The best thing to ask yourself is if it caught your eye, will it catch others’? The great thing about user-generated content is it can highlight your brand’s creative side without needing an expensive photography or video department.
— Caterpillar Inc. (@CaterpillarInc) August 1, 2016
Social media channels like Instagram are perfect for finding and sharing great images or videos. This network is heavily based on vanity, so why not make sure you have beautiful photos to match your brand? Even if you have a “boring” line of work, that doesn’t mean your content has to be. Showcase your creative customers. You’ll be surprised what they can do.
Look for the best content and only accept the best to make sure your brand is highlighted in the best way.
6. Focus on the Community Aspect
The best thing about user-generated content is it typically sparks engagement. That means you have to put emphasis on building your community. As a community manager, you have to create a persona for the brand and connect customers and advocates.
User-generated content brings the chance to connect with new people through conversation. Your whole point is to build credibility, and if done correctly, you’ll drive users down the marketing funnel.
Your followers are extremely important to your social media strategy, so treat them well. Answer questions, be there during product launches and show your human side. Users know there’s someone sitting behind the screen, so give your brand a personality that engages.
Don’t treat social media engagement as a chore, but instead as an opportunity.
7. Give Recognition
You’re using someone else’s content, so make sure you give the proper credit. On social media channels, add the words “credit,” “photo,” “cc” or “? by” with their username. Calling out your talented followers is a great way to build relationships and put a smile on their face.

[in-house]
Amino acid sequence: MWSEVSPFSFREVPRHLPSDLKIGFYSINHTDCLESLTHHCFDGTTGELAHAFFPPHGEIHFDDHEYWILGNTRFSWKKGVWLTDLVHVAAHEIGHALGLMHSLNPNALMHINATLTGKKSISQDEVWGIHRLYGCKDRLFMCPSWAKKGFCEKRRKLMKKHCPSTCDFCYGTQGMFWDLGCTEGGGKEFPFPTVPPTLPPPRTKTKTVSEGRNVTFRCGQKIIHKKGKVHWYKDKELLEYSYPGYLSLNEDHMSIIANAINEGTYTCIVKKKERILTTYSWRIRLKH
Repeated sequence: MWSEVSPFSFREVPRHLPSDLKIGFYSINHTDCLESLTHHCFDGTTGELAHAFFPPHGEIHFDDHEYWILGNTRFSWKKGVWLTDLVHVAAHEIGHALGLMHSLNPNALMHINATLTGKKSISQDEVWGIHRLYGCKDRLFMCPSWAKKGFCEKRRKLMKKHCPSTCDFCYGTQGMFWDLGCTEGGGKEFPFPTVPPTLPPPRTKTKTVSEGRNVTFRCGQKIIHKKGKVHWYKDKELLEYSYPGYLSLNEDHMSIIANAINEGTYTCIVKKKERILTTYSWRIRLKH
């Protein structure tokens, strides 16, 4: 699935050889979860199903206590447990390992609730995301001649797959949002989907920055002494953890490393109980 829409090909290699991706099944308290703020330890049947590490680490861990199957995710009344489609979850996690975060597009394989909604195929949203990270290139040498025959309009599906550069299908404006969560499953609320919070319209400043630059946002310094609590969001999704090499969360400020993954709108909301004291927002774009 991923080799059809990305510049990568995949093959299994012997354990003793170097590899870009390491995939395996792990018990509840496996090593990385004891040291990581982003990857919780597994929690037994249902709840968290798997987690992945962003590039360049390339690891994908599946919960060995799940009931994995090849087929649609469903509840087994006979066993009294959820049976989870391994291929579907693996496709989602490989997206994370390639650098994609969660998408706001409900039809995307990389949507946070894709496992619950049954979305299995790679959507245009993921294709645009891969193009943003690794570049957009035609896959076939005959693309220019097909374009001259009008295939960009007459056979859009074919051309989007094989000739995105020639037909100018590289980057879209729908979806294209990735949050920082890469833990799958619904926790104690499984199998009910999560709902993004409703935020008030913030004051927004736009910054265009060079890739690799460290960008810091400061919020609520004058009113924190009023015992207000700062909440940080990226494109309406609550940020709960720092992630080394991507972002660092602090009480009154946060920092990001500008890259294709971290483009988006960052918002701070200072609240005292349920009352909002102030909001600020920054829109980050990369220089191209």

Make sure you have approval from whoever is providing the content and let him or her know how it will be used. For blog posts, Wikis and other text content, make sure they link to your site. But if it’s on your own site, make sure you highlight them in a positive way.
Here at Sprout, we have our Sprout All-Stars who are our brand advocates and social media experts. You’ll see their content appear on this blog and across our social channels. However, we make sure to always highlight their efforts and give thanks. It’s smart to be appreciative of what you have.
8. Analyze & Measure Your Content
If you want to ensure your user-generated content strategy is working, you have to measure it. With Sprout Social, you have social media analytics tools to track your overall engagement with user-generated content. Whether you’re posting to Facebook, Twitter, LinkedIn or Instagram, you have access to detailed audience reports with Sprout.
Not only that, but you have the chance to monitor conversations around your brand. Don’t miss a great opportunity to share user-generated content because you missed someone using your brand in a hashtag.
Use Sprout to analyze and monitor your social media interactions so you’re always on top of things.
User-generated content is tricky, but if you follow the steps above, you can use it to your brand’s advantage. Take this opportunity as a chance to engage more with your audience and build a better community among your followers.
Driving more awareness to your social channels will not only direct people to your products or services better, but it will also show them your brand’s personality.